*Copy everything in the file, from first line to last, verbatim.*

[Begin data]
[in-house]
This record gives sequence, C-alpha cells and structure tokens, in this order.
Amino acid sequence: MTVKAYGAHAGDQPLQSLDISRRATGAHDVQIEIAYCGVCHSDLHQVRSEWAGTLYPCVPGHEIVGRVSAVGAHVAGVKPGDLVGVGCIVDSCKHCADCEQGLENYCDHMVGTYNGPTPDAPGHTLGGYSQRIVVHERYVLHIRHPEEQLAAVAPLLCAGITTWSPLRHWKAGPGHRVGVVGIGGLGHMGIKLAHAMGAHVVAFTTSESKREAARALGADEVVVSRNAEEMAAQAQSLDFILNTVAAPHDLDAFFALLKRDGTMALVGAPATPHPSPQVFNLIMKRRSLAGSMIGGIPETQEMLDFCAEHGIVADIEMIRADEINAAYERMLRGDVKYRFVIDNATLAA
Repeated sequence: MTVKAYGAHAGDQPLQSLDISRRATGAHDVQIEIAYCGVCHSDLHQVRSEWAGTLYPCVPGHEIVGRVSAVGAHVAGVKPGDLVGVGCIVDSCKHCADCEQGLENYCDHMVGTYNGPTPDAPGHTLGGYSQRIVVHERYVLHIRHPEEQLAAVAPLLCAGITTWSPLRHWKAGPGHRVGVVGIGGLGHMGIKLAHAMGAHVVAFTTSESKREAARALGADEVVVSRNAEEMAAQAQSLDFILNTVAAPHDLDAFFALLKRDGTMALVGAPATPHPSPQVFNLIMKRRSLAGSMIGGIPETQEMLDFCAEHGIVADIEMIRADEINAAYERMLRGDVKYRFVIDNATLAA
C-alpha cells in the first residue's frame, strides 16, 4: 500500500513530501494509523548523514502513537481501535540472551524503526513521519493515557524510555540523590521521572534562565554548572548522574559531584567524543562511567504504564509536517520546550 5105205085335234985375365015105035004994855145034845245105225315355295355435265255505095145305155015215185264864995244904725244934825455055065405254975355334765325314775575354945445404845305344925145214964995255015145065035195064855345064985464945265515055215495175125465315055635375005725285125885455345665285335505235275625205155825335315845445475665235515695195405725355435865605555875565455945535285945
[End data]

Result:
[in-house]
This record gives sequence, C-alpha cells and structure tokens, in this order.
Amino acid sequence: MTVKAYGAHAGDQPLQSLDISRRATGAHDVQIEIAYCGVCHSDLHQVRSEWAGTLYPCVPGHEIVGRVSAVGAHVAGVKPGDLVGVGCIVDSCKHCADCEQGLENYCDHMVGTYNGPTPDAPGHTLGGYSQRIVVHERYVLHIRHPEEQLAAVAPLLCAGITTWSPLRHWKAGPGHRVGVVGIGGLGHMGIKLAHAMGAHVVAFTTSESKREAARALGADEVVVSRNAEEMAAQAQSLDFILNTVAAPHDLDAFFALLKRDGTMALVGAPATPHPSPQVFNLIMKRRSLAGSMIGGIPETQEMLDFCAEHGIVADIEMIRADEINAAYERMLRGDVKYRFVIDNATLAA
Repeated sequence: MTVKAYGAHAGDQPLQSLDISRRATGAHDVQIEIAYCGVCHSDLHQVRSEWAGTLYPCVPGHEIVGRVSAVGAHVAGVKPGDLVGVGCIVDSCKHCADCEQGLENYCDHMVGTYNGPTPDAPGHTLGGYSQRIVVHERYVLHIRHPEEQLAAVAPLLCAGITTWSPLRHWKAGPGHRVGVVGIGGLGHMGIKLAHAMGAHVVAFTTSESKREAARALGADEVVVSRNAEEMAAQAQSLDFILNTVAAPHDLDAFFALLKRDGTMALVGAPATPHPSPQVFNLIMKRRSLAGSMIGGIPETQEMLDFCAEHGIVADIEMIRADEINAAYERMLRGDVKYRFVIDNATLAA
C-alpha cells in the first residue's frame, strides 16, 4: 500500500513530501494509523548523514502513537481501535540472551524503526513521519493515557524510555540523590521521572534562565554548572548522574559531584567524543562511567504504564509536517520546550 5105205085335234985375365015105035004994855145034845245105225315355295355435265255505095145305155015215185264864995244904725244934825455055065405254975355334765325314775575354945445404845305344925145214964995255015145065035195064855345064985464945265515055215495175125465315055635375005725285125885455345665285335505235275625205155825335315845445475665235515695195405725355435865605555875565455945535285945